The Tragedy of Coriolanus is, you guessed it, a tragedy. Shock! But what does that mean, exactly? Let's break it down:
What Makes it a (Shakespearean) Tragedy?
Dramatic work: Check. Coriolanus is a play.
Serious or somber theme: Hmm. Warfare, political manipulation, class conflict, and screwed up family relationships … yeah, that's a check.
Hero's got a major flaw of character or conflict with some overpowering force: Check. Coriolanus has got some serious flaws. He's got way too much "pride," he's a plebian-hating snob, he can't ever say anything nice, and he often doesn't even seem like a human being. Did we mention that his mom raised him to be a war-mongering, killing machine?
Hero is destined for destruction and downfall: Check. The genre of tragedy is all about tracing the dramatic rise and downfall of its "hero" and Coriolanus is no different. The play shows us a military hero who kicks butt on the battlefield (that's the "dramatic rise" part) but who just can't hack it back home as a politician. He's so lousy at politics that he gets booted out of Rome and joins forces with the Volscians, but even they turn against him.
Hero dies: Check. Shakespeare's tragic heroes never make it out of the play alive, no matter how much we want them to. Coriolanus is killed in the play's final act when a group of Volscian Conspirators, led by Tullus Aufidius, accuse him of being a traitor. They're not happy about him showing mercy to Rome so they hack him down in public.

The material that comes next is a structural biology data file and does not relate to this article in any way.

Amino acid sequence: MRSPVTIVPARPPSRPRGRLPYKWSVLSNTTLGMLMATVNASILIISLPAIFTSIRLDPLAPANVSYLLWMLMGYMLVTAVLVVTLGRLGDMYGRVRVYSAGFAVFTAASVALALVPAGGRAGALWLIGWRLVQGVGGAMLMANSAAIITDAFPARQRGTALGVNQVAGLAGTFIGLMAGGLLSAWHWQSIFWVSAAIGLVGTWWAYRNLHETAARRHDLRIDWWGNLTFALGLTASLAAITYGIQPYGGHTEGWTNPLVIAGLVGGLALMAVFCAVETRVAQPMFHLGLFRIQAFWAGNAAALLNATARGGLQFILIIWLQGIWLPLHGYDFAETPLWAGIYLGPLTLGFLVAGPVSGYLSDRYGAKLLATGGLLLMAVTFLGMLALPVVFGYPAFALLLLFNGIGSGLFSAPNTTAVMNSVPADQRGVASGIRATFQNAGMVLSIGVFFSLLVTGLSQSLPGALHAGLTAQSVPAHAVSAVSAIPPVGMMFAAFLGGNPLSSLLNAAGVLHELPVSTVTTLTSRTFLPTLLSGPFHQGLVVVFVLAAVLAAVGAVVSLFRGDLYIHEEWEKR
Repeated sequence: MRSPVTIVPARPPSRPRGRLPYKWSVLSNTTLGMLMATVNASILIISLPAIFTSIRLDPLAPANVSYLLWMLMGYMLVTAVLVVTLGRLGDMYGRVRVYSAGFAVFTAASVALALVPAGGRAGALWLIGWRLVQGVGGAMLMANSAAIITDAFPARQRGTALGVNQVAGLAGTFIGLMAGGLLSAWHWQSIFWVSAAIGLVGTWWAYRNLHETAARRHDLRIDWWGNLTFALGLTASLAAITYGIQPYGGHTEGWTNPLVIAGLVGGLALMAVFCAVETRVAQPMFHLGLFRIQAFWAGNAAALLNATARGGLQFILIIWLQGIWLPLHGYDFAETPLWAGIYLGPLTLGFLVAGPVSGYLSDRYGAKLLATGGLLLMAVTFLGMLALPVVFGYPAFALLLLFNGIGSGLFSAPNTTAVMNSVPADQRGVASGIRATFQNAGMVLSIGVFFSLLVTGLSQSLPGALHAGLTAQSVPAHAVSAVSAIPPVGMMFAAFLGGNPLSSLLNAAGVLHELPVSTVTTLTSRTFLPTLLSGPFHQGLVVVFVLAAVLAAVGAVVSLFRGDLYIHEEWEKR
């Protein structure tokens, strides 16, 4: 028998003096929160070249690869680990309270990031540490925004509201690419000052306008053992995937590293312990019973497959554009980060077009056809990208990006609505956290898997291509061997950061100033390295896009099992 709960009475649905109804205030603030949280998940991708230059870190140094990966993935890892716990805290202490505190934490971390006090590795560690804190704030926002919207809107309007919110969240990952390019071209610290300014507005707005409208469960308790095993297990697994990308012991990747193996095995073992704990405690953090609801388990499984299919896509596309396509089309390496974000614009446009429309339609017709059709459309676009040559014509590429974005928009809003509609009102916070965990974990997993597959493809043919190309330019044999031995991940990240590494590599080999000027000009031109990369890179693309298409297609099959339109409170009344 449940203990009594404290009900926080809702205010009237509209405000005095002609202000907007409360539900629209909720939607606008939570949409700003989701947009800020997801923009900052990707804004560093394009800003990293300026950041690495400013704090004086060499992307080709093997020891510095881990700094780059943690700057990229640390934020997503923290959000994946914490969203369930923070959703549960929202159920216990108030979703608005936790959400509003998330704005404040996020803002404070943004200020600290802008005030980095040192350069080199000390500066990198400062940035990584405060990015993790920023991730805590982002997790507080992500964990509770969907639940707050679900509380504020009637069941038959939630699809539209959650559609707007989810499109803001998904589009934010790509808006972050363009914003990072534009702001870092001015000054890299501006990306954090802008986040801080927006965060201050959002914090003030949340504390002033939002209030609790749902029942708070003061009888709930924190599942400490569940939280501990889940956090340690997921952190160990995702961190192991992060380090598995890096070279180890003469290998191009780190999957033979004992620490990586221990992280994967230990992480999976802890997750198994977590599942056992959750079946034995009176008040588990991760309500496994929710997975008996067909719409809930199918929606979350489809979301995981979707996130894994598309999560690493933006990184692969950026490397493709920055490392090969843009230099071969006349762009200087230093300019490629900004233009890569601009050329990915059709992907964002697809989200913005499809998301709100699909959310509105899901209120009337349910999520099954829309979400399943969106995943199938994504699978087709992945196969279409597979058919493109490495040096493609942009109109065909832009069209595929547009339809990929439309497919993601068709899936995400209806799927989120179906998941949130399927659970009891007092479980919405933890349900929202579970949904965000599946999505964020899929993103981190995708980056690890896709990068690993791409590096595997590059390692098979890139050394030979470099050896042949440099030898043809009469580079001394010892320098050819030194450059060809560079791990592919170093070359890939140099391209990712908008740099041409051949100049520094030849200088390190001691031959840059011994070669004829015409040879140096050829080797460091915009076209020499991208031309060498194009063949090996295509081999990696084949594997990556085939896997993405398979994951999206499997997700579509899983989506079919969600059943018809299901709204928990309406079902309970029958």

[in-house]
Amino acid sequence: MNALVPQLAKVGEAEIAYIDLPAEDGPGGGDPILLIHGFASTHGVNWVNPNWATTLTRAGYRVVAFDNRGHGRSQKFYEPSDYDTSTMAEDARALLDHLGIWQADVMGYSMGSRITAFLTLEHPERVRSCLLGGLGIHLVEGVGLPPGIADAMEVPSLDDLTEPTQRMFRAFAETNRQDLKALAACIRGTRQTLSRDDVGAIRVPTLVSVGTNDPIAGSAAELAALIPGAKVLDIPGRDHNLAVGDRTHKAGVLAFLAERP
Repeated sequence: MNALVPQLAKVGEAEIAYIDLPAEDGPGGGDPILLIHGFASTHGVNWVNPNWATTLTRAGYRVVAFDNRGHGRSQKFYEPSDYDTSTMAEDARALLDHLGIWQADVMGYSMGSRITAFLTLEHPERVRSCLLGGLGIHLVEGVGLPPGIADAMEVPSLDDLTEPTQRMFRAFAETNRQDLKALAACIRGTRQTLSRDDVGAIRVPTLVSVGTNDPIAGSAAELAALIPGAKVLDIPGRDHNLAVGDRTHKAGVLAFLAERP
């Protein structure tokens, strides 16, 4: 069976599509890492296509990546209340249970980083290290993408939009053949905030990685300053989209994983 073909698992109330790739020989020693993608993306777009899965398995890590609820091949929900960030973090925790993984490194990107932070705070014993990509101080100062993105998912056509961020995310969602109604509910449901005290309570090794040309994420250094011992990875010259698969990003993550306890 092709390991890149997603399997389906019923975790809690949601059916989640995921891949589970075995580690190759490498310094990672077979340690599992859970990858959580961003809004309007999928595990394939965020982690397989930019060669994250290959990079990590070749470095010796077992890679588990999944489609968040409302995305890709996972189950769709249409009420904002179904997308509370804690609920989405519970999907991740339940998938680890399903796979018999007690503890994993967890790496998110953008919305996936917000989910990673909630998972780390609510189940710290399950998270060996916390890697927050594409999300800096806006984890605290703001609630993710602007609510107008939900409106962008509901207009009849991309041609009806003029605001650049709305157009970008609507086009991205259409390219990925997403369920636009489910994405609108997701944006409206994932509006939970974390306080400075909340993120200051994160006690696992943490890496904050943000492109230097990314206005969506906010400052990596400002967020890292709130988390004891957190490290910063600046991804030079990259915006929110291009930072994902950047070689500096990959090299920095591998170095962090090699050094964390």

The Play Promises to Restore Political Order: Check. On the one hand, Coriolanus gets himself killed for saving Rome from a serious beat-down at the hands of the Volscians. That's a bummer for Coriolanus but a major bonus for Rome, right? As Shmoopy students of history, we know that the Roman Republic we see in the play will go on to become one of the greatest empires of all time. (Check out "What's Up With The Ending" for more on this.)
Why Coriolanus is NOT a (Shakespearean) History Play
We don't blame you if you're wondering why Coriolanus isn't grouped with Shakespeare's "history plays", we don't blame you.
Sure. But here's how we define a Shakespearean history play: a drama portraying English historical events that resonate with current political issues, including matters of kingship, constitution, and rebellion. Coriolanus does portrays historical events that resonate with early 17th century political matters (like the question of whether or not ordinary citizens should have a say in politics), but it's still a play about Roman history. That's why it's sometimes called one of Shakespeare's "Roman" plays, along with Julius Caesar and Antony and Cleopatra.